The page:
Caleb Cushing has suggested multiple times that developers of free software should consider support an obligation and make support a priority.
I can agree with that as a categorical imperative, but I can't agree that releasing free software induces a requirement to do so. For example, any distribution you upload to the CPAN should contain a comprehensive test suite which suffers no false negatives and offers no false positives. Yet not all CPAN distributions do so. CPAN itself requires no test suite, and plenty of useful CPAN distributions lack comprehensive test suites, and few CPAN distributions have neve suffered from false negatives.
Certainly the utility of CPAN would increase if our test suites trended toward perfection, but requiring perfection would likely suppress the utility of the CPAN in the long term.
Ever since I gave up the dull periods between crises of system administration for what has become my career (and a mortgage and family obligations and hobbies which do not require me to sit in front of my computer all night long), I have had to prioritize how I spend my time. Sometimes I add new features. Sometimes I apply patches. Sometimes I revise documentation.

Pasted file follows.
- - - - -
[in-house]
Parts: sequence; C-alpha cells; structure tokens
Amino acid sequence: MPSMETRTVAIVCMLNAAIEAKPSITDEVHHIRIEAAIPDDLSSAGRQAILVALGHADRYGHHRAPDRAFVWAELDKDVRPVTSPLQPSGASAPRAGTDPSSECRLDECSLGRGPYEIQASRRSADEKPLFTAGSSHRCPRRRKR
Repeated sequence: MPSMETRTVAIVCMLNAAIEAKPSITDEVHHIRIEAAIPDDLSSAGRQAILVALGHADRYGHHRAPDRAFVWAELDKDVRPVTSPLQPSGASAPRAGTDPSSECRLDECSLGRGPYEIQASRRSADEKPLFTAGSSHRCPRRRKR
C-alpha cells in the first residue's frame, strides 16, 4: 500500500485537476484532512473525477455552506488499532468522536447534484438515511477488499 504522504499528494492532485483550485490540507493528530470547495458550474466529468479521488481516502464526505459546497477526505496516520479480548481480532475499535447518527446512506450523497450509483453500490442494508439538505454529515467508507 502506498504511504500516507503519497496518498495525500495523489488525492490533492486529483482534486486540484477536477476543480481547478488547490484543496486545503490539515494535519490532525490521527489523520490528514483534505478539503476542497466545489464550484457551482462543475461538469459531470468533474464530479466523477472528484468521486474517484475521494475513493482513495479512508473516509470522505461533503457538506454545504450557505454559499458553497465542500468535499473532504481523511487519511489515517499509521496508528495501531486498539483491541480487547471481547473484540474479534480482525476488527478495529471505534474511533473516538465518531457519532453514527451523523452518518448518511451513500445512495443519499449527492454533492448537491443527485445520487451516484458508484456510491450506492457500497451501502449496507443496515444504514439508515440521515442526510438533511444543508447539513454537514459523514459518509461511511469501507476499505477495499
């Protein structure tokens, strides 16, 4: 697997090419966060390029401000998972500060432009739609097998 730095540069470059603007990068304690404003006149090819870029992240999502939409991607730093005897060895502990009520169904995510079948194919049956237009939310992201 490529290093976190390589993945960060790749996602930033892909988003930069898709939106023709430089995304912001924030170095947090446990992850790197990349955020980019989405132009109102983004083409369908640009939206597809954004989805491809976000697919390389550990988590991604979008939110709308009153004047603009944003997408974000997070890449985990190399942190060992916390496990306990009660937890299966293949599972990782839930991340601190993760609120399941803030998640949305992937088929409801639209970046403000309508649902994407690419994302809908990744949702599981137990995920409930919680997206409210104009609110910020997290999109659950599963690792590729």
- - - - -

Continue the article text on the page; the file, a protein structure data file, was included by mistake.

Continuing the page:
Yet the fact that I wrote a long-dead templating system in 1998 or my own test framework in 2000 or even Test::Builder in 2002 in no way obligates me to neglect mowing my lawn in favor of adding a feature anyone requests in 2010.
You can tell. Read the disclaimer of warranty in the license. I hope my code is useful for you, and I intend it to be useful, but I can neither promise its utility nor its suitability for your purposes.
In return for the risk you take on using software written and maintained by someone as capricious and unpredictable in schedule and interest as myself, you get its complete source code, you get (in many cases) read access to the repository where I develop the work, access to the bug tracker and mailing list and forums where I discuss the work, and you get the right to fork and maintain it yourself.
In my mind, that's a fantastic trade to make. The Perl community has survived deaths, job losses, family crises, births, flamewars, resignations, forks, other languages, trolls, test failures, catastrophic installation failures, and even ExtUtils::MakeMaker.
Community-driven software means we don't have to suffer the whims of profitability or market changes or personnel changes or trade secrets or market segmentation or duplication or competition. It means that we, collectively, have the power to make our lives easier with software. Sometimes that means changing how we develop software. Sometimes that means changing how we support software. In this case, I believe in means changing our will: no longer should we act as if software is a resource produced by someone else and we are mere consumers. We should act as if we are equals in producing software—because we are.